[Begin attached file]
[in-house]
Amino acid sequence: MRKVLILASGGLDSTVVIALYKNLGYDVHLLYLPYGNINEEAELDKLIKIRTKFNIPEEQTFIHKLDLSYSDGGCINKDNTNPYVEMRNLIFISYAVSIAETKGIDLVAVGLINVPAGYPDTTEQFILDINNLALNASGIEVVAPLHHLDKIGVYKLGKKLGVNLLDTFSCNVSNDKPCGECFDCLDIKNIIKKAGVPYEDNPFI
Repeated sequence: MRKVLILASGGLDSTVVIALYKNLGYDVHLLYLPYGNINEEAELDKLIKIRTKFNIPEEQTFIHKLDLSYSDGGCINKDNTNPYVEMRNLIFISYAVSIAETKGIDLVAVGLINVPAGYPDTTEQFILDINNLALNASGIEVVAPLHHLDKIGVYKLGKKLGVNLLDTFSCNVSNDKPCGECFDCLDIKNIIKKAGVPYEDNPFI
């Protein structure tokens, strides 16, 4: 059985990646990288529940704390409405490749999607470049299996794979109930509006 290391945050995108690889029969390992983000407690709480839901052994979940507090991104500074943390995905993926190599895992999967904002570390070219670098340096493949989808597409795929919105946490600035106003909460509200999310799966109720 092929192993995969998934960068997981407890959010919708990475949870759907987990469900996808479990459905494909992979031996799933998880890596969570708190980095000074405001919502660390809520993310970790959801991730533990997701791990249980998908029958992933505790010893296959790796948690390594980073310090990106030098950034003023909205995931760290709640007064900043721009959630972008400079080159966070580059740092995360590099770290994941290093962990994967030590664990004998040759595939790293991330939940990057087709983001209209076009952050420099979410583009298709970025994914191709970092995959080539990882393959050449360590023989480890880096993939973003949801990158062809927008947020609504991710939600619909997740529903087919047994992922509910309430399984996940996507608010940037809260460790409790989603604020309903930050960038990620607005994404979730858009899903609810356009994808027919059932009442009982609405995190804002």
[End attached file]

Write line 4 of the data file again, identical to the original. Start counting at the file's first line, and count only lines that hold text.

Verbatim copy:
């Protein structure tokens, strides 16, 4: 059985990646990288529940704390409405490749999607470049299996794979109930509006 290391945050995108690889029969390992983000407690709480839901052994979940507090991104500074943390995905993926190599895992999967904002570390070219670098340096493949989808597409795929919105946490600035106003909460509200999310799966109720 092929192993995969998934960068997981407890959010919708990475949870759907987990469900996808479990459905494909992979031996799933998880890596969570708190980095000074405001919502660390809520993310970790959801991730533990997701791990249980998908029958992933505790010893296959790796948690390594980073310090990106030098950034003023909205995931760290709640007064900043721009959630972008400079080159966070580059740092995360590099770290994941290093962990994967030590664990004998040759595939790293991330939940990057087709983001209209076009952050420099979410583009298709970025994914191709970092995959080539990882393959050449360590023989480890880096993939973003949801990158062809927008947020609504991710939600619909997740529903087919047994992922509910309430399984996940996507608010940037809260460790409790989603604020309903930050960038990620607005994404979730858009899903609810356009994808027919059932009442009982609405995190804002």